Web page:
Our Spring Concert: “The Definition of Beauty”

The theme of our concert, “The Definition of Beauty” comes from four Emily Dickinson poems on that theme. Each poem addresses a different aspect of Beauty, as Dickinson sees it. The songs in each section of the program reflect that aspect. Emily Dickinson’s poetry can be read in the program list. All of the music and almost all of the poetry are by North American composers and poets. Siskiyou Singers will be touring Italy this June and participating in the Alta Pusteria International Choral Festival. American music is what the rest of the world wants to hear from us!

The poems are set to music by the brilliant American composer Alice Parker. Alice Parker sadly passed away on Christmas Eve this past year at the age of 98. We will miss her dearly. In addition to her great contribution to American music, I personally can attest to her warmth and caring for everyone around her.

The first poem by Emily Dickinson speaks about Heaven and its connection to Beauty. The pieces in this section are filled with rich visions of Heaven from the early American experience. At The River is a classic setting by Aaron Copland of an early hymn tune. Bright Morning Stars, arranged in an emotional setting by Shawn Kirchner, recalls our loved ones that have passed. And No Time is a camp meeting song exhorting us to continue our journey to heaven. We conclude the section with the classic spiritual arranged by William Dawson, Ain’a That Good News.

The next poem evokes the beauty of Nature and the impossible task of understanding that beauty. Each of the pieces look at nature from a different view. The Pasture and Choose Something Like a Star are both from the suite of pieces named “Frostiana”, settings of the poetry of Robert Frost by Randall Thompson. maggie and milly and molly and may is a whimsical piece with a deep underlying message. We round out the first half with Don’t Fence Me In by the always clever Cole Porter.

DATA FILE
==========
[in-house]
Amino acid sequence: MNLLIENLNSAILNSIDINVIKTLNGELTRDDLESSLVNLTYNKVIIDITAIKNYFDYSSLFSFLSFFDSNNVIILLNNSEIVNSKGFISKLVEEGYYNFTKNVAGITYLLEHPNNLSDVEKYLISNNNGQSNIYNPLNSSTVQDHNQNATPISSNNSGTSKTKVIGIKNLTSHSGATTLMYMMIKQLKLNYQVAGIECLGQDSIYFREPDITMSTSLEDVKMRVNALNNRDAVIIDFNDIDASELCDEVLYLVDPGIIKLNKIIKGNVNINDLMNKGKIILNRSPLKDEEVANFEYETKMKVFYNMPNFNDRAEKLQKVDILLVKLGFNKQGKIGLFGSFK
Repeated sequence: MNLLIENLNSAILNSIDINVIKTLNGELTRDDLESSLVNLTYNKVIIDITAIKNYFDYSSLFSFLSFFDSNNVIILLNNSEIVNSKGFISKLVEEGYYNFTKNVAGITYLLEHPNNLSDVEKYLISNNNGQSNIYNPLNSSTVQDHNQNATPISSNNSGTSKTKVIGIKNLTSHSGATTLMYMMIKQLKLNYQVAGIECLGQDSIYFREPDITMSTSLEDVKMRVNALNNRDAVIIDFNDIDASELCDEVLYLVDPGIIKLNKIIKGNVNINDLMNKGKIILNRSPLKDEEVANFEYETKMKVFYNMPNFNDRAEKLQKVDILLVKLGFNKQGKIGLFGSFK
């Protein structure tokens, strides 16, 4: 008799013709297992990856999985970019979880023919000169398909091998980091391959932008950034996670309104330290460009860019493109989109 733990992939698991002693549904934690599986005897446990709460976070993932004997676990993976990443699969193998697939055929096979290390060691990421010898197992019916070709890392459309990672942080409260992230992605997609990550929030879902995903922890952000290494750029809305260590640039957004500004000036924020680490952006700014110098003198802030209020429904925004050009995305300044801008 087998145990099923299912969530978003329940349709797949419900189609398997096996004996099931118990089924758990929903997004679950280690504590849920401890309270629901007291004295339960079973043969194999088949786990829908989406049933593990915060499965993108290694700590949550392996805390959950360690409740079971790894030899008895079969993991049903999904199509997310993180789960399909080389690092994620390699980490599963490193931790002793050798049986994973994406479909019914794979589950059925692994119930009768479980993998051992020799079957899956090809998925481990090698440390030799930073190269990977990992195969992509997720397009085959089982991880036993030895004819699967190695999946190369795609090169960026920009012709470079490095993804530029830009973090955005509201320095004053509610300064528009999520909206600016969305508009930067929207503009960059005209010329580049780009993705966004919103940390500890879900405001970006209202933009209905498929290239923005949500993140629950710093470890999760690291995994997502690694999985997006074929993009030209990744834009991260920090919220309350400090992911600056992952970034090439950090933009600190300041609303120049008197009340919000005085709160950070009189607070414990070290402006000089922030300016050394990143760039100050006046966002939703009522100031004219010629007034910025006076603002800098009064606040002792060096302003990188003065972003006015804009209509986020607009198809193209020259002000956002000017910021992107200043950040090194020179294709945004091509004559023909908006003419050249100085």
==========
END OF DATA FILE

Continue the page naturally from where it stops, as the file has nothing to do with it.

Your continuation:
After Intermission, Emily Dickinson’s third poem posits a puzzling idea; one, though, that we may all have experienced. Something beautiful can actually make us sad. Why? The Spirit section of the program explores many disparate emotions. The Cloths of Heaven is a setting of a poem by a lovesick W. B. Yeats. He asks his love not to tread on his dreams. David’s Lamentation and The Boy Who Picked Up His Feet To Fly are settings by the original young composer, Joshua Shank. The emotions of the two pieces range from the depths of despair to the heights of exhilaration. The joy of community is found in the arrangement of the Nootka Paddle Song, a tribal song from the Pacific Northwest arranged by Canadian composer Imant Raminsh.

Sure On This Shining Night, the classic setting of James Agee’s poem by Samuel Barber, helps us contact the wondrous beauty of Infinity, the fourth section of our concert. Emily says that Beauty is Infinity. Brian Tate’s Gate Gate gets to the “heart” of the matter of Infinity with the celebration of the realization that the entire universe is intimately connected. And Of Crows and Clusters is a humorous setting of Vachel Lindsay’s poetry that features two old crows trying to get to the bottom of the question of cause (“caws”) and effect.

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